Down here, despite all the prowess and nuance of our latest telescopes, earthlings still look up naked-eyed with excitement at the full moon. Lovers and children gaze up at its slowly blinking façade in mute wonder. Artists portray the moon as a source of danger and power, and latter-day sorceresses and men of magic call up to that heavenly lamp, seeking to transcend the ordinary night. For them, the old myths have not changed so much: the moon is still a secret mirror, showing in pale light how the familiar contains always an element of the unexpected…

Artists Included

  • Grace Baxter
  • Jesse Bransford
  • Susan Crawford
  • Noah Doely
  • Joanna Ebenstein
  • Theo Ellsworth
  • Ted Enik
  • Jesse Gelaznik
  • Ethan Gould
  • Dr. Gary Greenberg
  • Pam Grossman
  • Maria Liebana
  • Gerald Marks
  • Chad Merritt
  • Heidi Neilson
  • G.F. Newland
  • Rebeca Olguín
  • Herbert Pfostl
  • Kathryn Pierce
  • Lado Pochkhua
  • James Walsh
  • Julianne Zaleta

LUNATION Dates to Save:


front-loteria-baja-150An international exhibition featuring art inspired by the Loteria Mexicana deck of cards
Exhibition Opening Party: Saturday, September 10, 7-10 pm
On View: Saturday September 10 - October 22, 2011
Hours: Thursdays & Fridays 3-6pm; Saturdays & Sundays 12-6pm

Borderline Projects is pleased to announce the opening of La Loteria, an international art exhibit that will feature the work of 29 artists from 11 countries, who drew inspiration from the symbolism, style, characters, themes and other aspects of the Loteria Mexicana deck of cards, in order to create their pieces. La Loteria is a game that uses a deck of cards illustrated with figures that represent everyday objects, plants, animals, mythical creatures and other characters. The origins of this game go back to 16th century Italy, where most of the lottery games (such as Bingo, the Lotto, etc.) were born, and where the first decks of playing card, including the Tarot, were introduced into Europe.

The idea behind this exhibition was to use the images of La Loteria as a matrix that helped generate dialogues, intersections, and points of encounter. To take a slice of Mexico’s popular culture, characterized by its hybridism, and ask artists to make it their own. We have invited artists from all origins and disciplines to adapt, pay homage, adopt or desecrate La Loteria: a true artistic experiment. This exhibition seeks to open a liminal space, a border-zone where it can be possible to explore our differences together.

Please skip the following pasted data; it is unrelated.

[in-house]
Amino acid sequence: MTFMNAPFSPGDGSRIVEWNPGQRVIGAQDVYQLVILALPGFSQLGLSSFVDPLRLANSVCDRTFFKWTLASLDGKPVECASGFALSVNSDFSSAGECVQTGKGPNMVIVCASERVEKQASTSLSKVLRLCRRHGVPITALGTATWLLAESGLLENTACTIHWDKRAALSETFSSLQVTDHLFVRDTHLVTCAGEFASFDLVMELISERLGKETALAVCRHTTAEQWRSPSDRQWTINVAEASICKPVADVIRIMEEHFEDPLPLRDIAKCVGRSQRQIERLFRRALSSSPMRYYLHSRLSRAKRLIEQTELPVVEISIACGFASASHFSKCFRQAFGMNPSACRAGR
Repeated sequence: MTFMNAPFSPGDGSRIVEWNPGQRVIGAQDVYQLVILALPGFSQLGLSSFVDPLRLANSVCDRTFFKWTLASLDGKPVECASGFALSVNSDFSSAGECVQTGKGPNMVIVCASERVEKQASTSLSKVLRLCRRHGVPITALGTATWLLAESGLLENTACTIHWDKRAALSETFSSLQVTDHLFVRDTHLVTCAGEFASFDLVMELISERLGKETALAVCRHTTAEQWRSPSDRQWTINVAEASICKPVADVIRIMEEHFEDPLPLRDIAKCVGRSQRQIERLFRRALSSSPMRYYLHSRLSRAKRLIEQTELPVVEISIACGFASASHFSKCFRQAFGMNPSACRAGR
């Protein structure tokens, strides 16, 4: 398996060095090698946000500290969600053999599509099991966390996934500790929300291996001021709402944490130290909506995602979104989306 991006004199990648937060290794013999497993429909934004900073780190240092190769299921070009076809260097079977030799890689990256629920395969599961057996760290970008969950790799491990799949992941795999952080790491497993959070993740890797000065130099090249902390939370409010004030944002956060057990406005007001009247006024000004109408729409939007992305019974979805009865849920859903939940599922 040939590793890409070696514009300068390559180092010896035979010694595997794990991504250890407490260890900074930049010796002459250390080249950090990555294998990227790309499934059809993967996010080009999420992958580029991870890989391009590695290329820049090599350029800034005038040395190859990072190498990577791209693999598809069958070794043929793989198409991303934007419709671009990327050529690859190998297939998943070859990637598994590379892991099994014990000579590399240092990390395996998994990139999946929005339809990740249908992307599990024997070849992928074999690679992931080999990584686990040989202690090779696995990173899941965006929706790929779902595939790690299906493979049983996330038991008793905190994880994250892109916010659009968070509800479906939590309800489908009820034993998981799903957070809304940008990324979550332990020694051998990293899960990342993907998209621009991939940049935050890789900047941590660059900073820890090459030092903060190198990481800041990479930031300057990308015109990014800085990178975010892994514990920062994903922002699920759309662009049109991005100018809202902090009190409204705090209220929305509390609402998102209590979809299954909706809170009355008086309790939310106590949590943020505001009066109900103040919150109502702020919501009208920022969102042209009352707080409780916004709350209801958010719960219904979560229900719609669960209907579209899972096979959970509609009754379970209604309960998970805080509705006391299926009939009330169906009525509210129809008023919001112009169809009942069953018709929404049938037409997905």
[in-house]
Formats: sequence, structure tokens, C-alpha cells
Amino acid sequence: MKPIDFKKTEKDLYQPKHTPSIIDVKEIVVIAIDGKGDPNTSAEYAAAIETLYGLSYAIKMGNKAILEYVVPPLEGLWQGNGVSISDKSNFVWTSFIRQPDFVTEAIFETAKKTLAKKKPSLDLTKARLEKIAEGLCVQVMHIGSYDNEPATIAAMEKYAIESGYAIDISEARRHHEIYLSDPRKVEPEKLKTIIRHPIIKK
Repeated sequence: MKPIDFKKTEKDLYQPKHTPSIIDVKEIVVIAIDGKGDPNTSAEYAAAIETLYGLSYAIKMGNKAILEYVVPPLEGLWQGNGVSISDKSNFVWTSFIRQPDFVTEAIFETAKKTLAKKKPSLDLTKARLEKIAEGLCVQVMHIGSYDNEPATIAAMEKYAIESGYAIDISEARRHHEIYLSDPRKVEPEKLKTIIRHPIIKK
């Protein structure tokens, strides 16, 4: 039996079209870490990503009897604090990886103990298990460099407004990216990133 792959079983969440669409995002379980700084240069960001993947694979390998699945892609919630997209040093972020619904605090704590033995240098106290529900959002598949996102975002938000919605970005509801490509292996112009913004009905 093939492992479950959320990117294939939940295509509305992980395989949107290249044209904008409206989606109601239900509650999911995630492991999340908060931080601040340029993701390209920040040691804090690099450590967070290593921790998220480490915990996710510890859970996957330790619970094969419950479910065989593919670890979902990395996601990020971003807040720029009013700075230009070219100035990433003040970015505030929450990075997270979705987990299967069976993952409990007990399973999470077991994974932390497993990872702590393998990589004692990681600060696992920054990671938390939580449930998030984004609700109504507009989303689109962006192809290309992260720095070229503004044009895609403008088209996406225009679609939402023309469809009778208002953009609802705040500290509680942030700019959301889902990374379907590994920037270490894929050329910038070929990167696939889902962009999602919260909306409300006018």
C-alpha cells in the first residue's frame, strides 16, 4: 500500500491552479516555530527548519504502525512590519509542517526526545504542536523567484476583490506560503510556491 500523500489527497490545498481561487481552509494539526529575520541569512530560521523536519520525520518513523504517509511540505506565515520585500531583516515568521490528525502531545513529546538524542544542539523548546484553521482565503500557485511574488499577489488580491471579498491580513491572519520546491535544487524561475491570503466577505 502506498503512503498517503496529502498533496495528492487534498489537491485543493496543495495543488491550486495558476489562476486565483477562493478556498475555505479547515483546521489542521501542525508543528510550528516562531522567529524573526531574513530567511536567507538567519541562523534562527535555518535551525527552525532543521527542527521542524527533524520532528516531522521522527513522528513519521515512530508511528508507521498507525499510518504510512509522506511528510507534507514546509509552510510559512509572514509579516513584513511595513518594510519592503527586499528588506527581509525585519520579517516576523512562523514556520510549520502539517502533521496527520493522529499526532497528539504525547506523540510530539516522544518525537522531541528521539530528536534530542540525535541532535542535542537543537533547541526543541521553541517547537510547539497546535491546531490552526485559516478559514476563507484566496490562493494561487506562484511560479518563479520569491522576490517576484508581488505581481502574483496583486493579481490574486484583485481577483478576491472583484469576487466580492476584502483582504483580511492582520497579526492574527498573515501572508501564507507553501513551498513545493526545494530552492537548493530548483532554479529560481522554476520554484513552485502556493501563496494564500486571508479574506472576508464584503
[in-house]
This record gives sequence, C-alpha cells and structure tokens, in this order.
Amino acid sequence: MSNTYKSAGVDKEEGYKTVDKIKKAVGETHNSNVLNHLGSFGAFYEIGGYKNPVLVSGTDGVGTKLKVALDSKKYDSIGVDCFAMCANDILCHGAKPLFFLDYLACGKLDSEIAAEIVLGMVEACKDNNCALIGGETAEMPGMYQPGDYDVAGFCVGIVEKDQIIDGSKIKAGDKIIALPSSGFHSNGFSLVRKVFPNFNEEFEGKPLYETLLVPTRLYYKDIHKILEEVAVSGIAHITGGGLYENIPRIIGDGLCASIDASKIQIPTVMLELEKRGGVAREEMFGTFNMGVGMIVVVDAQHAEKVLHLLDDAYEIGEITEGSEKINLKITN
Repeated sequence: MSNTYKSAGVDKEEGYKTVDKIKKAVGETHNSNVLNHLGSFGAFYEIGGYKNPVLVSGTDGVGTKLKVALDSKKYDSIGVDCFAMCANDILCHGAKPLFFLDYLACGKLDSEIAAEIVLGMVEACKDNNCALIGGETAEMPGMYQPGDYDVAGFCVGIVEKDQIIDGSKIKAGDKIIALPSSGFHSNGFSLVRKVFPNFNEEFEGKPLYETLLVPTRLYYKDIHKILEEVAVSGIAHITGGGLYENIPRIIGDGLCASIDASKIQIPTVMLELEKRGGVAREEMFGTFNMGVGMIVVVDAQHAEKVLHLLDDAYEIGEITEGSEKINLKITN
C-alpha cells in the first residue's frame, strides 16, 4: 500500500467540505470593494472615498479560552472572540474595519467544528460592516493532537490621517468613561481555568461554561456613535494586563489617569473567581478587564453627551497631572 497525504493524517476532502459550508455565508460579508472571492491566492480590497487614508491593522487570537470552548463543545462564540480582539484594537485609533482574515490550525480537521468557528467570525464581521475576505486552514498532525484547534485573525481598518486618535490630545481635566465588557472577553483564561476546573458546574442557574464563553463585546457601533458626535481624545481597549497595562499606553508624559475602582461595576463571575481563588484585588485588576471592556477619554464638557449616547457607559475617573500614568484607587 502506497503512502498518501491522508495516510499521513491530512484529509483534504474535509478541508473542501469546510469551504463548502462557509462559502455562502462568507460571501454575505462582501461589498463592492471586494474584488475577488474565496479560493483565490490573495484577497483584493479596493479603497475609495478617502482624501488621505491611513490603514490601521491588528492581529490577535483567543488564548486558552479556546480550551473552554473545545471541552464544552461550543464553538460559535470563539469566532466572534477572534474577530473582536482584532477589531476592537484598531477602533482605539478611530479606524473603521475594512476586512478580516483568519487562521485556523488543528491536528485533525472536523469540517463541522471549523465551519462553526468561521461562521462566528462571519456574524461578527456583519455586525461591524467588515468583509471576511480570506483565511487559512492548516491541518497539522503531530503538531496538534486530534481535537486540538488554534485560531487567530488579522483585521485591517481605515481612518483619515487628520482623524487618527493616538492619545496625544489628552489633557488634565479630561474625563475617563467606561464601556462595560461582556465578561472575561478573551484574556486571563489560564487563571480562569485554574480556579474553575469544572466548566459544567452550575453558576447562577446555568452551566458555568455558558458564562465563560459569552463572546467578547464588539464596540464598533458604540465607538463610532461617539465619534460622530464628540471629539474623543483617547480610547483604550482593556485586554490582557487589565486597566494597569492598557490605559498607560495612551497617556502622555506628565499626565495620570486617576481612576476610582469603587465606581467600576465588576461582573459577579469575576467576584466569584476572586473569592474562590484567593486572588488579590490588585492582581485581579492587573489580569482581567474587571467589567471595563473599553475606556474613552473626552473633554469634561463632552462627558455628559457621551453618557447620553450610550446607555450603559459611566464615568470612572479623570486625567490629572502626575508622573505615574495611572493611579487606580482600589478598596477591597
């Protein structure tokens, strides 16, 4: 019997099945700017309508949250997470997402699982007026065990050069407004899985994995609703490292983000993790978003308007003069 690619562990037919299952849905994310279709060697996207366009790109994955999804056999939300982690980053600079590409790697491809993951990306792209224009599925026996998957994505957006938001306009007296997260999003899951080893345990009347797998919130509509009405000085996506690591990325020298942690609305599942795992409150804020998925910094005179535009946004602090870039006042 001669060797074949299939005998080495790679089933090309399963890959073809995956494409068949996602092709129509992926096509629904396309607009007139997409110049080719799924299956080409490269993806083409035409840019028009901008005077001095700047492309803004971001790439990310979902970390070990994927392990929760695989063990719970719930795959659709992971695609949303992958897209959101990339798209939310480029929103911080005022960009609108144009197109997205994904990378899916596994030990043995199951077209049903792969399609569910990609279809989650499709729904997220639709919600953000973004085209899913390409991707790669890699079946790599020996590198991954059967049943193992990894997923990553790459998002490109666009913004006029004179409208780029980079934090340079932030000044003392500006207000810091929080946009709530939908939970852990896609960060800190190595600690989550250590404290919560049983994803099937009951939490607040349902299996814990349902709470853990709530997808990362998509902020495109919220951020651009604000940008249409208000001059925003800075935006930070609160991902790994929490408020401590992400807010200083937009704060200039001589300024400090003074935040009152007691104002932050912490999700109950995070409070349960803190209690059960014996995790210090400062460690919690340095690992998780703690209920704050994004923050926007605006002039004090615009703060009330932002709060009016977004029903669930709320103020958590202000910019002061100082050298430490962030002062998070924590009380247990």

The Artists: Josephine Coy (UK) / Yvianna Hernández (US) / Jeanne Sturdevant (US) / Tara Kathleen (UK) / David Trullo (Spain) / Richard Meyer (US) / Maria Liebana (US) / Elena Rodz (US)/ Enrique González (Mexico) / Patricia Espinosa (Mexico) / Shannon Daugherty (US) / Beatriz Albuquerque (Portugal) / Fay Torresyap (US) / Saredt Franco (Mexico) / Ted Enik (US) / Laura Conde (Mexico) / Art Garcia (US) / Sanaa Khan (Pakistan) / Raúl Mirlo (Mexico) / Giselle Elías (Mexico) / Stephane Eck (France) / Tomás  Hache (Mexico) / Chocolate Habanero Arts Collective (Mexico) / Cynthia H. Hsieh (China) / Ral Veroni (Argentina) / Fabian Debora (US) / Clari Netzer (Israel) / John Craig Freeman (US) / Chiara Cola (Italy)

More information here.

SCREENING: “Theatrum Mundi” Production of Carl Orff’s “Carmina Burana”


Codex Buranus (Carmina Burana) Wheel of Fortune (Schicksalsrad) Source: Wikipedia

Date: Monday, July 18th
Time: 8:00 PM
Admission: $8
Presented by Morbid Anatomy

Carl Orff’s Carmina Burana-full title Carmina Burana: Cantiones profanæ cantoribus et choris cantandæ comitantibus instrumentis atque imaginibus magicis (”Songs of Beuern: Secular songs for singers and choruses to be sung together with instruments and magic images”)-was written not in the depths of the dark ages as one might assume, but in Nazi-era Germany, premiering to great acclaim in 1937 Frankfurt. The piece sets to music a selection of poems drawn from a subversive medieval manuscript of the same name which had been discovered at a Bavarian Benedictine monastery in 1803; primary themes include the popular medieval trope of the Wheel of Fortune (a literal example of which controls much of the action), the ephemerality of life, and the allure and peril of drinking, gambling, gluttony and lust.